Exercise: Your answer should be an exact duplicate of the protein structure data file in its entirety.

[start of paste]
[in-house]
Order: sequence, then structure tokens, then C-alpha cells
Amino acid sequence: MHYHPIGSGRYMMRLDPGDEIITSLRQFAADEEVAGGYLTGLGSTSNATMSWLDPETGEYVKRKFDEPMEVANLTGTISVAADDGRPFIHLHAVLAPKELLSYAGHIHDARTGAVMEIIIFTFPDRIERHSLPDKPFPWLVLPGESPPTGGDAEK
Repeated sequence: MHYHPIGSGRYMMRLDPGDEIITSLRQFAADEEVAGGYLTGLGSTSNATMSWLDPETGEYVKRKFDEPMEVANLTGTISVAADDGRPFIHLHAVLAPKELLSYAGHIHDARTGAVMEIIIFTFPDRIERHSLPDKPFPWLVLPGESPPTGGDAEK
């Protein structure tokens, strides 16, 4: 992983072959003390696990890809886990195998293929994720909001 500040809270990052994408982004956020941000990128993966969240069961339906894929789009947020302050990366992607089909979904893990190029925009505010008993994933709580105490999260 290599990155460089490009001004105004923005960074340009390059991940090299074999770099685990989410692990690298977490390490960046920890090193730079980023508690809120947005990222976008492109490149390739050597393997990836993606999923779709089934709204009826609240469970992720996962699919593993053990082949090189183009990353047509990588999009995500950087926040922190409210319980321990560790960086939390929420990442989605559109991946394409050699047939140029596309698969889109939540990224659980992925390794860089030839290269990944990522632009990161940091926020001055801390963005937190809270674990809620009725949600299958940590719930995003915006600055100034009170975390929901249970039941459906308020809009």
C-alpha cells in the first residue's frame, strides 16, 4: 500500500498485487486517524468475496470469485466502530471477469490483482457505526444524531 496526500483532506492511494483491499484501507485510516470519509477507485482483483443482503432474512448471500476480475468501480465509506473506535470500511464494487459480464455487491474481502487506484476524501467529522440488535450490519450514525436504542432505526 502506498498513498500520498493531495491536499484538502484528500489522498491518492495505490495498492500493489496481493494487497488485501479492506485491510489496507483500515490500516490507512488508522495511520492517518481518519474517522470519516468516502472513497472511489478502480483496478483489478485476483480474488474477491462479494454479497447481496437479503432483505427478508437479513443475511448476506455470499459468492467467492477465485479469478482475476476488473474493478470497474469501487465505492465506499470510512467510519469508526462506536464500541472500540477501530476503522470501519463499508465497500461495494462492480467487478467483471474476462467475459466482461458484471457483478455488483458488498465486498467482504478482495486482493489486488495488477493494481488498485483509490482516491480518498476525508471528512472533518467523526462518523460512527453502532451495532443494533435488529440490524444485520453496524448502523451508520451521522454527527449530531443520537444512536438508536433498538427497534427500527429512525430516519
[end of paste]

[in-house]
Order: sequence, then structure tokens, then C-alpha cells
Amino acid sequence: MHYHPIGSGRYMMRLDPGDEIITSLRQFAADEEVAGGYLTGLGSTSNATMSWLDPETGEYVKRKFDEPMEVANLTGTISVAADDGRPFIHLHAVLAPKELLSYAGHIHDARTGAVMEIIIFTFPDRIERHSLPDKPFPWLVLPGESPPTGGDAEK
Repeated sequence: MHYHPIGSGRYMMRLDPGDEIITSLRQFAADEEVAGGYLTGLGSTSNATMSWLDPETGEYVKRKFDEPMEVANLTGTISVAADDGRPFIHLHAVLAPKELLSYAGHIHDARTGAVMEIIIFTFPDRIERHSLPDKPFPWLVLPGESPPTGGDAEK
């Protein structure tokens, strides 16, 4: 992983072959003390696990890809886990195998293929994720909001 500040809270990052994408982004956020941000990128993966969240069961339906894929789009947020302050990366992607089909979904893990190029925009505010008993994933709580105490999260 290599990155460089490009001004105004923005960074340009390059991940090299074999770099685990989410692990690298977490390490960046920890090193730079980023508690809120947005990222976008492109490149390739050597393997990836993606999923779709089934709204009826609240469970992720996962699919593993053990082949090189183009990353047509990588999009995500950087926040922190409210319980321990560790960086939390929420990442989605559109991946394409050699047939140029596309698969889109939540990224659980992925390794860089030839290269990944990522632009990161940091926020001055801390963005937190809270674990809620009725949600299958940590719930995003915006600055100034009170975390929901249970039941459906308020809009």
C-alpha cells in the first residue's frame, strides 16, 4: 500500500498485487486517524468475496470469485466502530471477469490483482457505526444524531 496526500483532506492511494483491499484501507485510516470519509477507485482483483443482503432474512448471500476480475468501480465509506473506535470500511464494487459480464455487491474481502487506484476524501467529522440488535450490519450514525436504542432505526 502506498498513498500520498493531495491536499484538502484528500489522498491518492495505490495498492500493489496481493494487497488485501479492506485491510489496507483500515490500516490507512488508522495511520492517518481518519474517522470519516468516502472513497472511489478502480483496478483489478485476483480474488474477491462479494454479497447481496437479503432483505427478508437479513443475511448476506455470499459468492467467492477465485479469478482475476476488473474493478470497474469501487465505492465506499470510512467510519469508526462506536464500541472500540477501530476503522470501519463499508465497500461495494462492480467487478467483471474476462467475459466482461458484471457483478455488483458488498465486498467482504478482495486482493489486488495488477493494481488498485483509490482516491480518498476525508471528512472533518467523526462518523460512527453502532451495532443494533435488529440490524444485520453496524448502523451508520451521522454527527449530531443520537444512536438508536433498538427497534427500527429512525430516519